Follow along as yoga instructor and January Ellie ambassador Melis helps to perfect and correct your yoga flow with four beginner poses!
UPWARD FACING DOG
Melis is wearing the Fit & Fierce Outfit.
1. Legs are resting on the ground and feet are splaying out! Your legs need to be lifted off the ground and tops of the feet should be pressing into the ground. Additionally your legs and feet should be facing downward - knees and feet should never be turned out!
2. Hands and wrists are way too far forward. Wrists should always be directly underneath your shoulders and fingertips should be facing forward. Having a hard time lining it up? Make sure your hands are next to your chest before you press up. This relieves so much back pain and cramping when you place your hands in the correct spot!
3. Severely compressing the back of the neck by just dropping the head back and dumping into the lower back. Think LENGTH - never compression in this pose. Your head should be a continuation of your spine and you should be lifting up out of the crown of your head before ever considering tilting your head back. Also, make sure you press through your chest instead of sinking into your lower back! Think about pulling the mat forward from your chest and making a long spine. This pose is not intended to come from arching your back but from lifting through your chest and head.
1. Front knee is too far forward. Your knee should never go past 90 degrees because you can cause injury to the cartilage in between the bones of your knee joint. This can cause your knee to swell and tear over time. Keep your front knee directly above your front heel to avoid hurting your knees and building the proper foundation to this pose. A helpful tip is to keep the weight in your front heel (not your toes).
2. Dumping weight into the hips and the front leg causing back to arch and rib cage to protrude. Easily fix this by bringing your frontal hip points towards your chest as your tailbone goes down towards the floor. Lift out of the front leg and extend up through all four corners of your torso. You want a neutral straight spine. This allows you to get all of the benefits of the exercise and build strength in the proper way!
3. Weight is in the front foot and leg causing back leg to collapse. Weight should be evenly distributed in both legs and feet. This creates length and balance. Make sure you're energetically pressing through the arch of the back foot and inner heel and that you're lifting your back hamstring up towards the ceiling to create a strong foundation in your back leg.
1. Alignment is off. In plank pose you always need your hands directly underneath your shoulders and shoulder width apart. Since this is the foundation of your pose, you need to always fix this first. Sometimes all you need to do is shift your weight more forward.
2. Back is arched and hips are sinking. When you are in high plank pose you need to create a straight line from your heels to your head. This means you should have a neutral spine and an engaged core. Some quick fixes for this are: drawing your hip bones towards your rib cage, engage your lower abs to avoid arching, and press your thighs towards the ceiling as you let your booty draw down towards the floor. Imagine everything is zipped up nice and tight from your heels to chest.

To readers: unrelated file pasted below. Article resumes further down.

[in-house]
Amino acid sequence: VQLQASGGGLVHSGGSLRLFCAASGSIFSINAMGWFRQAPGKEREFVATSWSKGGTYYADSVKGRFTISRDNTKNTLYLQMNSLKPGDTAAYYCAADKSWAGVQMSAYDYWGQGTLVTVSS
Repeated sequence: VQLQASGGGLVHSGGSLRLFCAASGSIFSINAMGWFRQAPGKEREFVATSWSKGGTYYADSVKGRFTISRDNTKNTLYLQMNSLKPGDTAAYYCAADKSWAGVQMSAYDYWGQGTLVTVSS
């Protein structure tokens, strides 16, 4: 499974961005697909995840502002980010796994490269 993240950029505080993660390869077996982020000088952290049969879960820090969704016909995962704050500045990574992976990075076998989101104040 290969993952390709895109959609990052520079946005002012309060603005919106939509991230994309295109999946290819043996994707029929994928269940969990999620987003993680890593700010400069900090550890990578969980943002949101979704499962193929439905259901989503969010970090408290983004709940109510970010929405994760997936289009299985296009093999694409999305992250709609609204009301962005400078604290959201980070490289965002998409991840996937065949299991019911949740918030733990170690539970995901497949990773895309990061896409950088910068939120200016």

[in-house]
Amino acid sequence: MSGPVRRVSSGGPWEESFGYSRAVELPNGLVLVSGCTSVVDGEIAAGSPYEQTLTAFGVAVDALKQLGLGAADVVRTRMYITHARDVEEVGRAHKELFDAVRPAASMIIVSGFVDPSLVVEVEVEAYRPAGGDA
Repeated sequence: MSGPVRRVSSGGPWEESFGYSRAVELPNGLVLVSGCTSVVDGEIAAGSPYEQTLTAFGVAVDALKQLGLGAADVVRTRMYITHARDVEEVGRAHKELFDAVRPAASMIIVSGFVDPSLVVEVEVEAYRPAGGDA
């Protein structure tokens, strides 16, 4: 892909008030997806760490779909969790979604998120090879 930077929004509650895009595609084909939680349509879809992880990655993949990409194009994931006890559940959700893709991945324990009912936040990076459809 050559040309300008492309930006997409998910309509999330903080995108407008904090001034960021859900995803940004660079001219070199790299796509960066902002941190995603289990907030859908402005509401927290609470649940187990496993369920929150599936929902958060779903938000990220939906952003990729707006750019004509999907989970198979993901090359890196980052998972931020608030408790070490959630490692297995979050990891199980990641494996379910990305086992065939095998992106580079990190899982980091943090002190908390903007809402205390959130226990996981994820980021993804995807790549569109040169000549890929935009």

3. Neck is straining, shoulders are up by ears and upper back is hunched (so painful). First things first: Relax your head, neck and spine. Take your gaze about 6 inches in front of your hands to create length in your neck. Take tension out of your shoulders and upper back by spreading your collarbones, relaxing your shoulders away from your ears, and lifting your chest away from your abs.
1. Incorrect foot placement on knee. This can cause knee injury and permanent damage. In Tree pose your lifted foot should either be placed below your knee on your calf or above your knee on your inner thigh (as shown in the after photo below), but the knee is off limits. Think "No Knee Tree."
2. Hips are uneven and they aren't squared forward. When we practice Tree pose so many things are going on with our body. Fixing your core and hips is a great place to focus to help with your balance. Make sure you're standing with a neutral spine and hips pinning in towards each other (think of squeezing your hips into the center of your body). Don't sink into the standing leg for support with your foot: Lift UP and engage your core. A great tip is to place your hands on your hips to feel if they are even.
3. To help stabilize, the face, shoulders and chest have tensed...this is so uncomfortable and can cause so much discomfort. In Tree pose, your upper body should be effortless. Keep your neck muscles soft and elongate the sides of your neck. Relax your face and jaw and let your shoulders fall back and lift your chest up. Your whole upper body should feel light like a tree!
For more great yoga corrections, check out Melis's Instagram page, @MelisFit_!